7 Come live with me and be my love, And we will all the pleasures prove, That Valleys, groves, hills, and fields, Woods, or steepy mountain yields. And we will sit upon the Rocks, Seeing the Shepherds feed their flocks, By shallow Rivers to whose falls Melodious birds sing Madrigals. And I will make thee beds of Roses And a thousand fragrant posies, A cap of flowers, and a kirtle Embroidered all with leaves of Myrtle; A gown made of the finest wool Which from our pretty Lambs we pull; Fair lined slippers for the cold, With buckles of the purest gold; A belt of straw and Ivy buds, With Coral clasps and Amber studs: And if these pleasures may thee move, Come live with me, and be my love. The Shepherds’ Swains shall dance and sing For thy delight each May-morning: If these delights thy mind may move, Then live with me, and be my love.

8 At night—the light turned off, the filament Unburdened of its atom-eating charge, His wife asleep, her breathing dipping low To touch a swampy source—he thought of death. Her father's hilltop home allowed him time To sense the nothing standing like a sheet Of speckless glass behind his human future. He had two comforts he could see, just two. One was the cheerful fullness of most things: Plump stones and clouds, expectant pods, the soil Offering up pressure to his knees and hands. The other was burning the trash each day. He liked the heat, the imitation danger, And the way, as he tossed in used-up news, String, napkins, envelopes, and paper cups, Hypnotic tongues of order intervened.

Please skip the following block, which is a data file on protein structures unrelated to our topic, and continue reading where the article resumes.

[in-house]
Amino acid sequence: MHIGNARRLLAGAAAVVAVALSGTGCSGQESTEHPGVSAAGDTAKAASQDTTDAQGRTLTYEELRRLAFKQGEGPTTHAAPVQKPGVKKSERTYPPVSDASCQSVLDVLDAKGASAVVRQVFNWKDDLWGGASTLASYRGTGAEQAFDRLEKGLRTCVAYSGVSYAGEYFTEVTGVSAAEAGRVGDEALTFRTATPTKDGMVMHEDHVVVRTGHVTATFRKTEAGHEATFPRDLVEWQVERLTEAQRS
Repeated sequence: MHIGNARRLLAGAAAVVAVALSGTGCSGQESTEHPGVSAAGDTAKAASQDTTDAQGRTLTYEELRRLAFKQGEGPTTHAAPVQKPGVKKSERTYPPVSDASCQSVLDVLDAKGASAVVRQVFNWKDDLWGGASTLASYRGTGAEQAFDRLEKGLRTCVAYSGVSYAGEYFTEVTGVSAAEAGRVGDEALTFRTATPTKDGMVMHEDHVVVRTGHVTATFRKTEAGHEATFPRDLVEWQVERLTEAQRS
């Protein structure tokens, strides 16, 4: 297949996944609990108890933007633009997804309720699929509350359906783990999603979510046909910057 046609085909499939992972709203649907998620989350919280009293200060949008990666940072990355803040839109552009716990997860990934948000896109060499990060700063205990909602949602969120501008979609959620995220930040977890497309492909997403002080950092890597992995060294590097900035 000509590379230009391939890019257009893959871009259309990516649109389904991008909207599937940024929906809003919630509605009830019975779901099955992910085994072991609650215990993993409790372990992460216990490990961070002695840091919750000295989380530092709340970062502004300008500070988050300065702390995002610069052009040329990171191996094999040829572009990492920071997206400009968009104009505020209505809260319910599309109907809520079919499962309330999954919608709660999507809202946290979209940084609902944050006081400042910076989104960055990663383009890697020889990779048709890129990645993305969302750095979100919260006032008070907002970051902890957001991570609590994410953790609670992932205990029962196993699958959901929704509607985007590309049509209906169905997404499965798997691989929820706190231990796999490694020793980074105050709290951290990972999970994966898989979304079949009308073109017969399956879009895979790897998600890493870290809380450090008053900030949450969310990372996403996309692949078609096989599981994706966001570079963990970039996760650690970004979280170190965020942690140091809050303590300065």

9 Death, be not proud, though some have called thee Mighty and dreadful, for thou art not so; For those whom thou think'st thou dost overthrow Die not, poor Death, nor yet canst thou kill me. From rest and sleep, which but thy pictures be, Much pleasure; then from thee much more must flow, And soonest our best men with thee do go, Rest of their bones, and soul's delivery. Thou art slave to fate, chance, kings, and desperate men, And dost with poison, war, and sickness dwell, And poppy or charms can make us sleep as well And better than thy stroke; why swell'st thou then? One short sleep past, we wake eternally And death shall be no more; Death, thou shalt die.

10 My mother sleeps with the Bible open on her pillow; she reads herself to sleep and wakens startled. She listens for her heart: each breath is shallow. For years her hands were quick with thread and needle. She used to sew all night when we were little; now she sleeps with the Bible on her pillow and believes that Jesus understands her sorrow: her children grown, their father frail and brittle; she stitches in her heart, her breathing shallow. Once she even slept fast, rushed tomorrow, mornings full of sunlight, sons and daughters. Now she sleeps alone with the Bible on her pillow and wakes alone and feels the house is hollow, though my father in his blue room stirs and mutters; she listens to him breathe: each breath is shallow. I flutter down the darkened hallway, shadow between their dreams, my mother and my father, asleep in rooms I pass, my breathing shallow. I leave the Bible open on her pillow.